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When the real estate market is a seller's market - you probably expect your house to sell very quickly. But, what happens when you don't get ANY offers on your house?

We cover all of this in Part 2 of the Home Pricing Strategies series. (Watch Moving in Des Moines: Home Pricing Strategies (Part 1) here.)

If you're curious what your home is worth you can check that out at

Do you ever go to tell a story and then 15 minutes later you realize you still have not got to the point? Well, that happens to me too. And unfortunately it happened in one of my videos. So I am breaking up one video into two videos, maybe three, I don't know, I'm not done editing them yet. So this intro to this video is a little different than other videos that I have done because it's sort of in the middle of the process instead of at the beginning, but why not? It's 2021, and anything goes, right?

In the following video, we're going to talk about what if no one makes an offer on my house? What do I do then? Some common seller questions that we run into:

What if nobody offers?

What if we price it 15% above market value and nobody offers? 

Well, then you lower the price.

What if we price it at market value and nobody writes an offer?

Then I would say, evaluate the marketing work with your realtor. It could be timing. It could be things happening in the world that are outside of everybody's control. You might just need more exposure. There's no one rule that applies to everybody in every situation. You're just as unique as your neighbor selling their house. And so this is a better conversation with your agent to find out what's going on.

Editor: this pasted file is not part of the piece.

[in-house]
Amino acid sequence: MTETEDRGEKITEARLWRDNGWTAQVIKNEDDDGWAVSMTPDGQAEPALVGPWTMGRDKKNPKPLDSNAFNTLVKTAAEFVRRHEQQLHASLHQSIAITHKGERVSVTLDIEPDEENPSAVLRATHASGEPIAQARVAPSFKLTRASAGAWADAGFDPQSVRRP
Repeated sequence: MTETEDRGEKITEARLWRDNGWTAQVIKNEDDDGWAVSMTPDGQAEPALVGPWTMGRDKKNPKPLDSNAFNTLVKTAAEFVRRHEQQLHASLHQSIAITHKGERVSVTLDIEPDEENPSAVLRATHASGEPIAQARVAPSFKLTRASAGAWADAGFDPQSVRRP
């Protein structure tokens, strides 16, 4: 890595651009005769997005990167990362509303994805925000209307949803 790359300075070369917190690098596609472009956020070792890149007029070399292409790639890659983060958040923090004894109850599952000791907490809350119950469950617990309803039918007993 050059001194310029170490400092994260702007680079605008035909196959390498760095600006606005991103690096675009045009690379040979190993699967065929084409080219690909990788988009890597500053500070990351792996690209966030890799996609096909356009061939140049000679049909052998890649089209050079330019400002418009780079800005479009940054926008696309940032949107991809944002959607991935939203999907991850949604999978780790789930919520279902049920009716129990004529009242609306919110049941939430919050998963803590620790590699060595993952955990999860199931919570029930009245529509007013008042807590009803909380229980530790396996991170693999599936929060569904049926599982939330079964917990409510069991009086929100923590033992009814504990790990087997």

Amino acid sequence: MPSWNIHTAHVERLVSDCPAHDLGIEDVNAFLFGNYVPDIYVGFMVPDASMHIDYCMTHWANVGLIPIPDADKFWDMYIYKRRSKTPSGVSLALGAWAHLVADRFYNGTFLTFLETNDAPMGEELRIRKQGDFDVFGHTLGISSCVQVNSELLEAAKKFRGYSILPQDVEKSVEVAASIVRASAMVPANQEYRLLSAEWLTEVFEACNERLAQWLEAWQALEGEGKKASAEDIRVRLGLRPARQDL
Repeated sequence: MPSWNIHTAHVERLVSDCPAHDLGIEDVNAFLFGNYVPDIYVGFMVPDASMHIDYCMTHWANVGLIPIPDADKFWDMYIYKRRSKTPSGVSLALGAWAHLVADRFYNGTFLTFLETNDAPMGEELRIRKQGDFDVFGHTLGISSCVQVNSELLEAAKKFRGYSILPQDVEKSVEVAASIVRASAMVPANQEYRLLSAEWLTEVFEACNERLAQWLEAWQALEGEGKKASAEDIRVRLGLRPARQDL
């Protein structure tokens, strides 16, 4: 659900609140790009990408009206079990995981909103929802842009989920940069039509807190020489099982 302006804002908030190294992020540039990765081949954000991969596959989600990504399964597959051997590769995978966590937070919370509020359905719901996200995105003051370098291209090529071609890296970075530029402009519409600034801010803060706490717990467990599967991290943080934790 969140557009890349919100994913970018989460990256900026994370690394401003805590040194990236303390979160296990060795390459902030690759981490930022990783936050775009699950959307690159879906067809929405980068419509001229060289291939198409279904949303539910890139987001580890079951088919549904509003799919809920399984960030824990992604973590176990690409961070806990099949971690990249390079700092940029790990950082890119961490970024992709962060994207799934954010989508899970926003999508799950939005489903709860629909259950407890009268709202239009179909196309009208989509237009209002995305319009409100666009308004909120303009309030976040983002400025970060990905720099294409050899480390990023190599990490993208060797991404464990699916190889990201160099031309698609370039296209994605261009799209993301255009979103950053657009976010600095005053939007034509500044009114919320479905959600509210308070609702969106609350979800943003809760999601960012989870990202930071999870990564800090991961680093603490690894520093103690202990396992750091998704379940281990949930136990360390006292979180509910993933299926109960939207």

Maybe your house is priced at market value, but maybe it smells like cat pee. Well, everything looks good on paper, but then when people come into the house, they're like, "Oh no, thanks."

Listening to the feedback that you're getting from showings, listening to your agent who has a beat on the pulse of the real estate market and making adjustment, whether it be to your house or to the price moving forward.

What if you price your house 10% below or 15% below and you don't get an offer?

Well, that's the same thing. You know, if you price your house below market value, it may not have been enough below market value just because you think the price is low doesn't mean it's actually low. The market is actually determined by what a buyer is willing to pay for your house.

So if you believe the market value of your house is $200,000, but maybe it needs a new roof and it has old leaky windows and the basement kind of smells a mold because it gets wet all the time. Well, a buyer might come in and if you have your house listed for sale at $180,000, which I believe if I just did the math correctly in my head is 10% below market value.

Then that buyer might think, "Oh gosh, this is going to cost a more than $20,000 for me to make the repairs on this house." And so missing value in their perspective, the value is there in your perspective, but not in the buyers.

So either you adjust by taking care of the condition of the house or lowering the price, or you could also wait until you find somebody else who sees things the same as you do, and sees a lot of value in the price that you have it offered at.

And that's it. That should answer your questions on what you should do if no one writes an offer when you've listed your house for sale. 


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